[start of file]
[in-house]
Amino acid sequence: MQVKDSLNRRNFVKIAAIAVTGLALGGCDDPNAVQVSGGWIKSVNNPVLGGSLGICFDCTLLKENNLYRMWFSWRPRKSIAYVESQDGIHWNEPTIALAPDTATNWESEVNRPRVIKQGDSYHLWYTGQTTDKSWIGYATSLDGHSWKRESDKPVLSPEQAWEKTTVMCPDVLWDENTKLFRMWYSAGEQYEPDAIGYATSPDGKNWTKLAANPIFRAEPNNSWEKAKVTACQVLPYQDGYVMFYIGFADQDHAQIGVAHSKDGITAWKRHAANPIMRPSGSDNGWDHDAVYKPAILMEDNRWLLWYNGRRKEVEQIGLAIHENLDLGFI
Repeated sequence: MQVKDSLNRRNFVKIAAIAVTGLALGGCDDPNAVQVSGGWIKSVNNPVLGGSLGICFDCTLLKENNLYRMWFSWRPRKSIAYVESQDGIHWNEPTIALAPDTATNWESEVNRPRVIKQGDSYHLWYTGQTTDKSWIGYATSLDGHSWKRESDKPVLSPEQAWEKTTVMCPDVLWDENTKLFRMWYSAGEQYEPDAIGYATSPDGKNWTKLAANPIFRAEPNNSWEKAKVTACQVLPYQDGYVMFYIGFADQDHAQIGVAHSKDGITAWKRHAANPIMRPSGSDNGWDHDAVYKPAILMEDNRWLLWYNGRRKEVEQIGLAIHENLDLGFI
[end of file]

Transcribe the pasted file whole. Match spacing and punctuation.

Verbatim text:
[in-house]
Amino acid sequence: MQVKDSLNRRNFVKIAAIAVTGLALGGCDDPNAVQVSGGWIKSVNNPVLGGSLGICFDCTLLKENNLYRMWFSWRPRKSIAYVESQDGIHWNEPTIALAPDTATNWESEVNRPRVIKQGDSYHLWYTGQTTDKSWIGYATSLDGHSWKRESDKPVLSPEQAWEKTTVMCPDVLWDENTKLFRMWYSAGEQYEPDAIGYATSPDGKNWTKLAANPIFRAEPNNSWEKAKVTACQVLPYQDGYVMFYIGFADQDHAQIGVAHSKDGITAWKRHAANPIMRPSGSDNGWDHDAVYKPAILMEDNRWLLWYNGRRKEVEQIGLAIHENLDLGFI
Repeated sequence: MQVKDSLNRRNFVKIAAIAVTGLALGGCDDPNAVQVSGGWIKSVNNPVLGGSLGICFDCTLLKENNLYRMWFSWRPRKSIAYVESQDGIHWNEPTIALAPDTATNWESEVNRPRVIKQGDSYHLWYTGQTTDKSWIGYATSLDGHSWKRESDKPVLSPEQAWEKTTVMCPDVLWDENTKLFRMWYSAGEQYEPDAIGYATSPDGKNWTKLAANPIFRAEPNNSWEKAKVTACQVLPYQDGYVMFYIGFADQDHAQIGVAHSKDGITAWKRHAANPIMRPSGSDNGWDHDAVYKPAILMEDNRWLLWYNGRRKEVEQIGLAIHENLDLGFI